In order to effectively run a hospitality venue, such as a hotel or restaurant, a manager must have a requisite amount of knowledge. Much of this is gained from formal education, including how to measure profitability, measuring customer satisfaction, quality control marketing and hospitality legal issues, for instance. However, much of the information is learned from the actual experience of meeting with guests, working with employees, learning kitchen and hospitality logistics and maintaining sanitation standards.
As discussed above, much of the knowledge needed to work in hospitality management will be obtained from hands-on experience. Therefore, an individual working towards their management degree must get as much hands-on experience as possible. The individual’s respective degree program will have a practical experience requirement, but whenever possible, students should seek out additional opportunities to gain experience.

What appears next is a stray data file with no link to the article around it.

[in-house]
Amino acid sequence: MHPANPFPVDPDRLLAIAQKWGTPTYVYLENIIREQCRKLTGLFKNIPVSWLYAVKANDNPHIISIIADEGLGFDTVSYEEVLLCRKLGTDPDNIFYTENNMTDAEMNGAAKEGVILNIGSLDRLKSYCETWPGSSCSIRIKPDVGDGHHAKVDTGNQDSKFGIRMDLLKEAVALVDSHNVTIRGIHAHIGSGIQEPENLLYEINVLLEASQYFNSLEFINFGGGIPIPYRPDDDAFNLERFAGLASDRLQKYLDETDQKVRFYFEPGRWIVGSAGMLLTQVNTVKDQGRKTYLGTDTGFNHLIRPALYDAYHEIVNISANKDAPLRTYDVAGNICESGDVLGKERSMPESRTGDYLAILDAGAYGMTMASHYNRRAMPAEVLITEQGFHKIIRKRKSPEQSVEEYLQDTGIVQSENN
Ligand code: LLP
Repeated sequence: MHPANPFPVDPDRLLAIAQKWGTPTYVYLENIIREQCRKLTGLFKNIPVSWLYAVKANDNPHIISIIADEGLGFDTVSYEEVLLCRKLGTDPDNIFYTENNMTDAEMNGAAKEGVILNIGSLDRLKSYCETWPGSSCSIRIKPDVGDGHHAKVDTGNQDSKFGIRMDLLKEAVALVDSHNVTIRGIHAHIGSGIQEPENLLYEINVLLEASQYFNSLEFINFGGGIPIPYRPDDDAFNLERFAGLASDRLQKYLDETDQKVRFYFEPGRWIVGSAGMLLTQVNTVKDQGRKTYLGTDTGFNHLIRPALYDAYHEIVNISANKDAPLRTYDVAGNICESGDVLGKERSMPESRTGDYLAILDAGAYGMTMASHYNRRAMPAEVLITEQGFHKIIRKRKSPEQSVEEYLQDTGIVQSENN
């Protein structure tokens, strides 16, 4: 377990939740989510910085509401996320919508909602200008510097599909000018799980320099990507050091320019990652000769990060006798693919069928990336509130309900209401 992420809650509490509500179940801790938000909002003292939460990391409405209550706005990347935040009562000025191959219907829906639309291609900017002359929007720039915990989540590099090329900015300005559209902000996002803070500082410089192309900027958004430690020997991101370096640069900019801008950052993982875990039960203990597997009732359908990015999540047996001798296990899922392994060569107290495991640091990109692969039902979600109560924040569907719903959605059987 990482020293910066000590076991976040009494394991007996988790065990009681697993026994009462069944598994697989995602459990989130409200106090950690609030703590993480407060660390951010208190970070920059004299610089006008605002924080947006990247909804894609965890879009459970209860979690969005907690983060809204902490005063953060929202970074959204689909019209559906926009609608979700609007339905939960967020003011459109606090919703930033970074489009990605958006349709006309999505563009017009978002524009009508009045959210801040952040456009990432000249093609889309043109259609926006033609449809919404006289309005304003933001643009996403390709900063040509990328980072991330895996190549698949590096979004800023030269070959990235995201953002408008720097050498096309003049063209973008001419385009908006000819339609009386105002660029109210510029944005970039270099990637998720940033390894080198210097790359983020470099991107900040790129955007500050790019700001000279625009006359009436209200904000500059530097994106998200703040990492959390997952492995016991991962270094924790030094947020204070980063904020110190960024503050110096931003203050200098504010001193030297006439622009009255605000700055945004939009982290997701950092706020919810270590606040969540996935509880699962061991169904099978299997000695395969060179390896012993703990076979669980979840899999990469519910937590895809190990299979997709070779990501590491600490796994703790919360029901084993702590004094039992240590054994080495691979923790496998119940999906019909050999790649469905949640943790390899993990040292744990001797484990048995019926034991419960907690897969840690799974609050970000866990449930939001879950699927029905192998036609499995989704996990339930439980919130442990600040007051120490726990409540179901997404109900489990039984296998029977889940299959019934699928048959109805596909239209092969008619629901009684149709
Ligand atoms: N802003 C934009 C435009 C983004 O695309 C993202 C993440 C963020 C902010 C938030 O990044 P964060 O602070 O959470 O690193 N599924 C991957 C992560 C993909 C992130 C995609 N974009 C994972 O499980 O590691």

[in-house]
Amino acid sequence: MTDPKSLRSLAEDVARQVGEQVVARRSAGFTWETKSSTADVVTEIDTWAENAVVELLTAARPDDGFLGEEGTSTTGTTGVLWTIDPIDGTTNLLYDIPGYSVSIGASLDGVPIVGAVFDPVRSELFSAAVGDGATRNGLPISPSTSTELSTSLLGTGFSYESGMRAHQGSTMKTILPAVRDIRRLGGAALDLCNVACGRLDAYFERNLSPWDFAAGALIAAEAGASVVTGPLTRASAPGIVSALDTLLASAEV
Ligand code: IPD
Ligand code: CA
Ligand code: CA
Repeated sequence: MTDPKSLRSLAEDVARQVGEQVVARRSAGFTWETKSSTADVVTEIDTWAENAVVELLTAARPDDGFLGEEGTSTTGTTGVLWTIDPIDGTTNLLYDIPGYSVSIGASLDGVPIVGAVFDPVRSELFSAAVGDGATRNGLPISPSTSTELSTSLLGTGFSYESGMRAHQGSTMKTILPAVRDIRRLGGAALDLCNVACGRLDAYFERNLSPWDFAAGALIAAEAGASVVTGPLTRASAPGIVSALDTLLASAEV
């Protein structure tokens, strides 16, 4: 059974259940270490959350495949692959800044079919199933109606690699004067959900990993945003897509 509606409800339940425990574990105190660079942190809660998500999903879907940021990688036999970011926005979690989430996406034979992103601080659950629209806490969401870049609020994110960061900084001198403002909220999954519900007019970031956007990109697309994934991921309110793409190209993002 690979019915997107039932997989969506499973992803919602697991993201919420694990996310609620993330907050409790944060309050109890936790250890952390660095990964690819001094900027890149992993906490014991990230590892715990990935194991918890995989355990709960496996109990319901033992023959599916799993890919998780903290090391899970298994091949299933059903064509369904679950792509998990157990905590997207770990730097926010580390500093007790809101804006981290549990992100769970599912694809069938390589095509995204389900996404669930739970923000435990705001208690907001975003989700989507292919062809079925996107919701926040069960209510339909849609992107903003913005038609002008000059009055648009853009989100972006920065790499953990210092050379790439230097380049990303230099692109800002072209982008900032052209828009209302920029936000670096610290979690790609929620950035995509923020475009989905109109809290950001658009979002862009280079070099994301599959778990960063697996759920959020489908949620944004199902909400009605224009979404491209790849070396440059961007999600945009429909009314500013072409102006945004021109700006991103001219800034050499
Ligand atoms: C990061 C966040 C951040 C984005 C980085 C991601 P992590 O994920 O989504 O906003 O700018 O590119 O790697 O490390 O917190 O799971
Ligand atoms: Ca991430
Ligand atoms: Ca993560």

There are few, if any, required certifications for hospitality managers. However, this doesn’t mean a hospitality manager shouldn’t try to get certified in a specialized area. There are several certifications that will improve an individual’s level of knowledge and enhance their professional resume. Such certifications include:
- Certified Hotel Administrator
- Foodservice Management Professional
- Certified Hostel Asset Manager
- Certified Hospitality and Tourism Management Professional
Hospitality Management Specializations
Hospitality managers handle a great deal of issues, depending upon where they work. Those who work in hotels might deal with a variety of rooms and reward programs, while those who work in resorts might focus on food and recreation in addition to lodging. Those who work in the restaurant industry could be floor management or move into behind-the-scenes management of large chains, while those who work in casinos might be pulled in a million different directions during a given shift.
To increase the odds of moving up in a given position, many students choose to specialize during their degree pursuit. This means choosing a particular concentration with the intention of moving into a particular area. Some of the most popular include:
Hotel managers will look to this concentration to help prepare them for work with customer service, safety and maintenance, personnel, and all the peripherals of the hotel business, such as on-site restaurants and special programs for guests.